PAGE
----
• A 2016 report by UNICEF and Save the Children examined the human and economic cost of Australian asylum policy in the previous four years, and estimated that expenditure on boat turn-backs, onshore and offshore detention and other programs amounted to more than $9.6 billion.  
  • A 2015 report by the International Detention Coalition on alternatives to detention found that Australia spends twice as much detaining an asylum seeker onshore than the United States, Canada, or countries within Europe, at an estimated $655 per person per day.
  • A 2011 study indicated that the cost of mental health care over the course of one person’s lifetime can increase considerably – by up to 50% more than the average person, or $25,000 - if that person has been held for a lengthy period in immigration detention.
  • A 2007 study jointly published by Oxfam Australia and A Just Australia estimated that processing asylum seekers on Manus, Nauru and Christmas Island during the period 2001 and 2007 cost around $1 billion. 

What economic contribution do refugees make to a community?

Studies have shown that refugees can bring material, cultural and demographic benefits to the communities in which they settle. While refugees may find it difficult to get jobs initially, over time their labour participation rate increases and they can make a significant economic contribution. 

Studies examining the economic contribution of refugees are listed below. 

Australian resources

  • A 2017 study led by Professor Jock Collins of the University of Technology Sydney, titled From Refugee to Entrepreneur in Sydney in Less than Three Years,  examines the success of refugee entrepreneurs who took part in Settlement Services International’s ‘Ignite Small Business Start-ups Program’, an initiative which facilitates business creation for people from refugee backgrounds who are keen to establish a small business or expand an existing one.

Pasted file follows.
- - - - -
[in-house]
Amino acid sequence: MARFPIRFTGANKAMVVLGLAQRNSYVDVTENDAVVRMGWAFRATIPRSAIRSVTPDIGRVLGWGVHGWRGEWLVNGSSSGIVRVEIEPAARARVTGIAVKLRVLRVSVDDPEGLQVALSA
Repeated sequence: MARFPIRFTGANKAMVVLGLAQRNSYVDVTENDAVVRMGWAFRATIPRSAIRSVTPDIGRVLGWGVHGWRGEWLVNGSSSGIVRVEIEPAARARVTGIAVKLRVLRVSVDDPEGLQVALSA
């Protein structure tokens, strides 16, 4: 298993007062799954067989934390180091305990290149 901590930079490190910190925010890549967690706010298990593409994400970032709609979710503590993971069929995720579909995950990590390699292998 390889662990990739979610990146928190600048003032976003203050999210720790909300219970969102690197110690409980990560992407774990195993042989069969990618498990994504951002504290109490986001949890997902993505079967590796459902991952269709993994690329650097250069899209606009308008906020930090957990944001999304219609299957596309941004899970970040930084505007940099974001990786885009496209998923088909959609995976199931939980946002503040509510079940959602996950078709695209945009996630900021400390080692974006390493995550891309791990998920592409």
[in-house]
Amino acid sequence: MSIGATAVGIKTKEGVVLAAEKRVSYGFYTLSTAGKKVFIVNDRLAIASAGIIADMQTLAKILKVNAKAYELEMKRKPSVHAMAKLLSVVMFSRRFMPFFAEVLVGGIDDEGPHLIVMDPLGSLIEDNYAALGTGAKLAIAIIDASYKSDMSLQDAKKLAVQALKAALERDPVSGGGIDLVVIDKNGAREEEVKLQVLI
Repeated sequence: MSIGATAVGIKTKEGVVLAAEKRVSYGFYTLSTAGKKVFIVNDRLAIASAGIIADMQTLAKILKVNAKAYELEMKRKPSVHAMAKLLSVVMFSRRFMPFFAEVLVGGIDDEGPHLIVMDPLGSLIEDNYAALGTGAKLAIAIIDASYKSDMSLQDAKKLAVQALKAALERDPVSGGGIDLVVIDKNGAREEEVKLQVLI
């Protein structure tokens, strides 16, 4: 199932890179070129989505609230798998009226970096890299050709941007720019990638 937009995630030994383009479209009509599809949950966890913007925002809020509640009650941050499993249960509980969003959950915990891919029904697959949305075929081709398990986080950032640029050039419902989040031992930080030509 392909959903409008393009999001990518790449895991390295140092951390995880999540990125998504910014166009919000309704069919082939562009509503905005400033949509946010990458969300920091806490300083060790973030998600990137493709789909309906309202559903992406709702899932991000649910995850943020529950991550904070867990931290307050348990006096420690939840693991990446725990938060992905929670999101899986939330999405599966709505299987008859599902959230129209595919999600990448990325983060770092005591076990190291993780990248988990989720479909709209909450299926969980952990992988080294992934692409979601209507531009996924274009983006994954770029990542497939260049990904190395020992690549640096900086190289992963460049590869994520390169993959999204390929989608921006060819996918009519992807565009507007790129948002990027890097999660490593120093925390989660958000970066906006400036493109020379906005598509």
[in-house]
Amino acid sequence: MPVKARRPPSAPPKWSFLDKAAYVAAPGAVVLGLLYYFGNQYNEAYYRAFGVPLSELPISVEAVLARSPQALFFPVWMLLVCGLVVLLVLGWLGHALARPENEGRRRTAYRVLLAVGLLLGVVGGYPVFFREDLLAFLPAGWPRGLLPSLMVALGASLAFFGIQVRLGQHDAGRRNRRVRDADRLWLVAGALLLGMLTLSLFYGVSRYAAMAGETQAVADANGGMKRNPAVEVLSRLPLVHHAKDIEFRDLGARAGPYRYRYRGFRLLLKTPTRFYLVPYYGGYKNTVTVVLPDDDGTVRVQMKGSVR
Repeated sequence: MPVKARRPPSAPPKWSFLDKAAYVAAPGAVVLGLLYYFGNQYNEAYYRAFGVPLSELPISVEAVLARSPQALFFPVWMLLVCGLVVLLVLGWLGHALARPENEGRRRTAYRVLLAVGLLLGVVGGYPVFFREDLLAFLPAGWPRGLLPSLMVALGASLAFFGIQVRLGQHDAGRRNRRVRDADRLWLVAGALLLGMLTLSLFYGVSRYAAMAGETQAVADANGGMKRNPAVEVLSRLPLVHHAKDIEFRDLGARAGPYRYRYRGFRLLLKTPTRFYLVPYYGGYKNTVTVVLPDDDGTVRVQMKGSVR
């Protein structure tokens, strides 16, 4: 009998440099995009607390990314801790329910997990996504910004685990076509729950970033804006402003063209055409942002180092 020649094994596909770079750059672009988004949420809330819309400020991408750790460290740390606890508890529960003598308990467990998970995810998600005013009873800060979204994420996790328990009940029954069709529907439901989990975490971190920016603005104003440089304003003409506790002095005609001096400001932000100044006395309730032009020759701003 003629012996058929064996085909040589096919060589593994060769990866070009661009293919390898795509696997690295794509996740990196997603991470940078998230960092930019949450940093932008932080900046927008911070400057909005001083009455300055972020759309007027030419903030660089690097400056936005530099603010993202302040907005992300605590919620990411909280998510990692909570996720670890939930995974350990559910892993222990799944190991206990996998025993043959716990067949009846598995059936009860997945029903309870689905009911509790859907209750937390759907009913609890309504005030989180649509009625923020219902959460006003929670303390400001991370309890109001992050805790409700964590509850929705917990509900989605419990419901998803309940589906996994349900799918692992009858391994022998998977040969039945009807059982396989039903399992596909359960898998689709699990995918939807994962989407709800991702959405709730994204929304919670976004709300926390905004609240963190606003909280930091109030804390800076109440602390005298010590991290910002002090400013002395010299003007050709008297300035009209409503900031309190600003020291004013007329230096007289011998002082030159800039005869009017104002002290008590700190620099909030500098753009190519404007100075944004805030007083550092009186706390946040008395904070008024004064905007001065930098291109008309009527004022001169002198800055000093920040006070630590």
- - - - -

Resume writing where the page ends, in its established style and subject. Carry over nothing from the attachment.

• A 2017 report by the Centre for Policy Development (CPD), Settling Better: Reforming Refugee Employment and Settlement Services analyses the data from a longitudinal study carried out by the Australian Institute of Family Studies -  Building a New Life in Australia, which follows the experiences of humanitarian migrants spanning from their early months in Australia through to their eligibility for citizenship.
  • A 2016 ‘factcheck’ in The Conversation, authored by Dr Lisa Hartley and Dr Caroline Fleay of Curtin University, examines some myths and questions around labour market outcomes for refugees and government spending on refugee resettlement.  
  • The National Centre for Longitudinal Data has found that the vast majority of newly resettled refugees are literate in their own language and just over half understand spoken English on arrival: Building a New Life in Australia: The Longitudinal Study of Humanitarian Migrants, initial findings, September 2015 
  • According to an analysis by the Australian Bureau of Statistics, humanitarian entrants to Australia are more entrepreneurial than settlers arriving through other streams of the immigration program: Australian Bureau of Statistics, Linking Migrant Settlement Records to Personal Income Tax Data: Report on Personal Income of Migrants, Experimental, Australia, 2015 
  • A study of Karen refugees in the Victorian town of Nhill found their resettlement helped to address labour shortages and demographic decline, and boosted the local economy by $41.5m: AMES and Deloitte Access Economics, Small Towns, Big Returns: economic and social impact of the Karen resettlement in Nhill, AMES, March 2015.
  • A 2013 paper produced for the Multicultural Development Association by social researcher Richard Parsons explores existing research on the economic contribution of refugees to the Australian community, and finds that refugees ‘do make significant economic contributions to Australia, although substantial barriers may be constraining and delaying contributions’: R. Parsons, Assessing the economic contribution of refugees in Australia, Multicultural Development Association, 2013.
  • A 2016 article also authored by Parsons, titled Refugees: Economic Burden or Opportunity?, provides an updated overview of studies assessing the economic impact of refugees on Australia, as well as some studies concerning other countries of resettlement, including the European Union, United Kingdom, Canada and the United States.
  • A study commissioned by the Department of Immigration found that refugees who settle in Australia are a young and entrepreneurial cohort: G. Hugo, A Significant Contribution: the economic, social and civic contributions of first and second generation humanitarian entrants: summary of findings, Department of Immigration and Citizenship, 2011

International resources